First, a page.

Physically, that first day was the most demanding, but the next few days were tough in their own ways. Over days 2-5, I contracted and then got over a minor gastrointestinal issue where I started pooping a lot (I became a master of squat-pooping). During that stretch we moved from Dechengthang to Tembathang, and then through to Ghangyul in one day, where I basically moved like a zombie the entire time. During that stretch, we also passed through a pretty thick jungle that was chock-full of leeches. Not only did a bunch of leeches feast on my ankles, but somehow, one of those little fuckers snuck all the way up my left leg and adhered itself to my inner thigh, disturbingly close to my crotch (to this day, I will never know how it got there). Naturally, I had the misfortune of discovering this fact while I was in the bathroom; you can imagine that bathroom session was very unpleasant.

End of gross details!

In case you actually read all those sordid details, here’s a photo of AN ADORABLE PUPPY to cleanse your palate.

Things mostly picked up from there. At Ghangyul, we reached our highest elevation for the trip (2,500+ meters). At that point, the hikes got easier (and who knows, maybe my body got a little more fit too.  One can dream), the views were always spectacular (they were amazing from the beginning, but I could enjoy them more), and engaging with the farmers was always fun and interesting (most of them always thought I was Nepali, specifically Hyolmo, the ethnic group that resides in Helambu, so the process of them figuring out I’m American was always hilarious).

While things were great overall, I did have what was probably the closest near-death encounter I’ve ever experienced on the trip from Ghangyul to Bhremang. The first part of that trail basically ran along the cliffside (which terrified me the entire time), and forced us to cross a landslide in order to continue on the path. While I won’t say that slipping on the landslide would lead to certain death, the way things were laid out, if you slipped and couldn’t re-establish your grip before the gravel of the landslide ended, you basically slipped off the edge of the cliff.

So, I’m shambling across the landslide, using my hands to grab onto rocks that served as solid handholds, and digging footholds into the gravel with my boots. At one point about halfway through, the gravel under my right foot gave way, and I felt myself slipping. It was at that moment, for a split-second, I thought to myself “I could actually potentially die here.” Ultimately, I was able to stabilize myself and just booked it the rest of the way across, but it got real dicey for a hot second.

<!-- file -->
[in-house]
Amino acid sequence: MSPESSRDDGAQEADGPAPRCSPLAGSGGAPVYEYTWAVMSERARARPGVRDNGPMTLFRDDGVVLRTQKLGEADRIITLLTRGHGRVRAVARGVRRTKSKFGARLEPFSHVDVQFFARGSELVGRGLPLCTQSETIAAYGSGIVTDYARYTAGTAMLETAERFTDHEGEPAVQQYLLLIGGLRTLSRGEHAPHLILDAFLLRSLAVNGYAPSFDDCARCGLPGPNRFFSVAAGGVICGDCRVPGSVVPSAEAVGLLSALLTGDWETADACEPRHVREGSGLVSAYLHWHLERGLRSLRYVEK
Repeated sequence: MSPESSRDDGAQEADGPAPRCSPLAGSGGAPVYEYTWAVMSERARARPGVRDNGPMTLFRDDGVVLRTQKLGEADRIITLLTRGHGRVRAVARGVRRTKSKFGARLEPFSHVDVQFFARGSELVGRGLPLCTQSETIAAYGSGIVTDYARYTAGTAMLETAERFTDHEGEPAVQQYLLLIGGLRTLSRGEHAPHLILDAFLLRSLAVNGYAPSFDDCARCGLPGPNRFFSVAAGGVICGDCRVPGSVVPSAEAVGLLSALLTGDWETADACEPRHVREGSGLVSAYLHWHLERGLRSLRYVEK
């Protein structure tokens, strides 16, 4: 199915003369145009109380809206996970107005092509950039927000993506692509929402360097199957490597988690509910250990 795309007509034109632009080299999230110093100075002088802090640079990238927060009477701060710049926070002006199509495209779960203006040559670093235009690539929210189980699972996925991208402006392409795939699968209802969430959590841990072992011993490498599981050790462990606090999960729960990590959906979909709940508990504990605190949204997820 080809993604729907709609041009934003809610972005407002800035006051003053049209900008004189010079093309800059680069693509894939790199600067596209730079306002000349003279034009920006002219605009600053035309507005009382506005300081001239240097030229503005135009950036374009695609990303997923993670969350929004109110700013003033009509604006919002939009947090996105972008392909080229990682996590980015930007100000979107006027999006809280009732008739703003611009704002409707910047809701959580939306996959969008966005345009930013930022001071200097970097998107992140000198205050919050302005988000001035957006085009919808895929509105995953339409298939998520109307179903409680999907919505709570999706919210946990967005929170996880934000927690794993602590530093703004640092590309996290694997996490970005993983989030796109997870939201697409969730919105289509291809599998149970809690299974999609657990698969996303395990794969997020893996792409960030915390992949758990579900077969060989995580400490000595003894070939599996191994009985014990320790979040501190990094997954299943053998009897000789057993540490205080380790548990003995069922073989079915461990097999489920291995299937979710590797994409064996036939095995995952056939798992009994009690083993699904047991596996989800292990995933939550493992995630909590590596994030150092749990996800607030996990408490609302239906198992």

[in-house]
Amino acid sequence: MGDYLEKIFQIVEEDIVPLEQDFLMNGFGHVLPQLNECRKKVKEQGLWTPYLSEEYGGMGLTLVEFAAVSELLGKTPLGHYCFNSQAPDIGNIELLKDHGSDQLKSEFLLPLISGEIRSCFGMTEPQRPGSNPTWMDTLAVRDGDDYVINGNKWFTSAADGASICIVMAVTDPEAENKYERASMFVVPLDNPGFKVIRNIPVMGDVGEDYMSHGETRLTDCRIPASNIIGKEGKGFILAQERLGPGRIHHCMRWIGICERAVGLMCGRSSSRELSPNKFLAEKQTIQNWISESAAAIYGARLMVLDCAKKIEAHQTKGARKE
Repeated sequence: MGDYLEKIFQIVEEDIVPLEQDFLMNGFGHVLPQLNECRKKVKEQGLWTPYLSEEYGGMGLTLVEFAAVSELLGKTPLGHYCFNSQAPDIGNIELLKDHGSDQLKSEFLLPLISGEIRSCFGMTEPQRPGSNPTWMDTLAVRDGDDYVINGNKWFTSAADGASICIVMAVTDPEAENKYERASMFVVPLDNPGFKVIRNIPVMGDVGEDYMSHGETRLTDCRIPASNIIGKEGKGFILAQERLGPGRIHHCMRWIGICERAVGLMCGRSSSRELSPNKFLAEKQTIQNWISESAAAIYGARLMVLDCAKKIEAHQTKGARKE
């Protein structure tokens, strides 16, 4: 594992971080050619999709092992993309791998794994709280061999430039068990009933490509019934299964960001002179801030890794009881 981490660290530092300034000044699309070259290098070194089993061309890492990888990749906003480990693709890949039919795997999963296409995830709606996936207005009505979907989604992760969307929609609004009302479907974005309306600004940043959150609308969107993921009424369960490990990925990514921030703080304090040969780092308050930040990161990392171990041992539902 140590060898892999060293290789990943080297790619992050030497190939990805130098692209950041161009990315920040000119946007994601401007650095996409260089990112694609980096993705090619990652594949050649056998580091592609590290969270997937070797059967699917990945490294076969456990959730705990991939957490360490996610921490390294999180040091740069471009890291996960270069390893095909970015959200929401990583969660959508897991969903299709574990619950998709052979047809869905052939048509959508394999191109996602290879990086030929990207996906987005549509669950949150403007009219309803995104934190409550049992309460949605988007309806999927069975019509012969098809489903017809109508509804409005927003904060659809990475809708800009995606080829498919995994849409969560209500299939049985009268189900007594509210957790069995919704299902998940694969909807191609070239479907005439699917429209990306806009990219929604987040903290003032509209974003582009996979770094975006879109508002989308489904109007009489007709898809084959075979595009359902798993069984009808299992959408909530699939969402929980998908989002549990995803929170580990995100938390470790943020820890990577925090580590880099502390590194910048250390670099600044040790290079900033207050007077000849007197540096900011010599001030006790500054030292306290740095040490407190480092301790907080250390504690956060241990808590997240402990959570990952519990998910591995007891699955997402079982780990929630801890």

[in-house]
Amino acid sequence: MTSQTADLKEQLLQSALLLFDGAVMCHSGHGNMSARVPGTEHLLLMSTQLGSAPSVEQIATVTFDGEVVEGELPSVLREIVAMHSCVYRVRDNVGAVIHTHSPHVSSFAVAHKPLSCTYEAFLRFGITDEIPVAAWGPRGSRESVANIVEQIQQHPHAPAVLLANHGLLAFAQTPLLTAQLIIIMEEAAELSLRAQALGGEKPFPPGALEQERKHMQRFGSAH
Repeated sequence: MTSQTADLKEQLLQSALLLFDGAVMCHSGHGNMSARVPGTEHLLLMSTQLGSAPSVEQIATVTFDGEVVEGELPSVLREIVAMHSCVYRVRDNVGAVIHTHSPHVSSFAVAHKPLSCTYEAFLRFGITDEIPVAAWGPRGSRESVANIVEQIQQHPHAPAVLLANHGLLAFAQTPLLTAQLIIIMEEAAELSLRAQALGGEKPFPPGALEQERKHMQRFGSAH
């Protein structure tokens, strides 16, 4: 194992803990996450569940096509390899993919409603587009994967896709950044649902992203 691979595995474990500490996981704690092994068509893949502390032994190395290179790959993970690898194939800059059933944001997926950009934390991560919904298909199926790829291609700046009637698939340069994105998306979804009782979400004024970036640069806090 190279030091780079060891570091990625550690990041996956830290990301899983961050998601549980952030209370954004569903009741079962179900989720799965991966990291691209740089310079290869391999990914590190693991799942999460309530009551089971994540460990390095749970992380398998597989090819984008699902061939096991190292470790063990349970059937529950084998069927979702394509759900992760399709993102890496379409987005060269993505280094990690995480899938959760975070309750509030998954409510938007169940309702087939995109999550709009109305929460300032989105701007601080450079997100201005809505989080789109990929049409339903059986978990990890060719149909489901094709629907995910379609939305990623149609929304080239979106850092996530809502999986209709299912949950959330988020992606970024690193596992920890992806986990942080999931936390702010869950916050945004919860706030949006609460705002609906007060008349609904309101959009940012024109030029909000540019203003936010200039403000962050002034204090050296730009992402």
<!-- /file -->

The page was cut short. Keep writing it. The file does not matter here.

The danger’s mostly passed at this point, but just to give you a sense

So yeah, adventure in every sense of the word. For good measure, the way from Palchowk to where we could take a bus back to Kathmandu was a good two hour’s descent, through mostly wet, slippery stone stairs. During that last leg, I had my worst fall of the trip (haha, get it?) which left a gnarly scrape on my hand and a huge bruise on my ass. Fun souvenirs to take back to Kathmandu with me.

All in all, it was an absolutely incredible experience. Not only did I have an amazing opportunity to take in the gorgeous nature of Nepal, which is a huge reason why I’m here in the first place, but I also got to engage (in a limited fashion) with many of the farmers that Aythos works with. Helambu was a region that was badly hit by the earthquake in 2015, with many people in the region still living in temporary shelters. Nonetheless, so many of them took us in to feed and provide us accommodation (we compensated them for all of that, of course). They offered me medicine while I was sick, and were constantly inquiring about my health. These people demonstrated generosity, resilience, and optimism that is truly humbling and heartwarming. Being in their presence, and doing what little I can to try and make their lives even slightly better is an experience I’ll carry with me forever.

As always, here is a selection of photos from the trip. For more, check out my Flickr page!

And seriously, leeches fucking suck.

One Week in Kathmandu

Holy hell, what a week.

When I said before that I could barely even conceptualize what my life was going to be like once I left the States, I didn’t realize just how accurate that statement was.

Let me start by thanking Ian, Isaac, Taylor and Toby for housing me/showing me a great time during my brief stay in Singapore.  For many of you, it’s been a long time since we saw each other last, and it was great to spend time with each of you, even if it was for just a few hours.

Kathmandu…what a place.  It’s so difficult to describe how I’ve felt since arriving because it’s been such a whirlwind of emotions, but I’ll try and lay it out chronologically.

The first few days were rough.  If I haven’t mentioned, this is the first time I’ve spent a decent amount of time living in a developing country (China occupies an weird space in that spectrum, and having spent most of my time in China in major cities, I don’t really count the experience).  The internet at my homestay is pretty garbage (it doesn’t go longer than a few minutes without disconnecting), I kept discovering cockroaches in my room (which terrify me each time – I hate bugs), and I felt constantly lost because there are no such things as road signs here.  As someone that likes feeling in control of situations, I couldn’t help but feel like I was utterly out of my depth.

But having these experiences is precisely why I chose to come here in the first place.  Aside from the work that I wanted to do at Aythos, the NGO that I’m interning with, I chose to come to Nepal in order to get out of my comfort zone.  It had been 6 years since I last left the United States, and I wanted to reacquaint myself with the feeling of being away from the familiar and comfortable.  After six days of being here, I can definitely say my plan is working.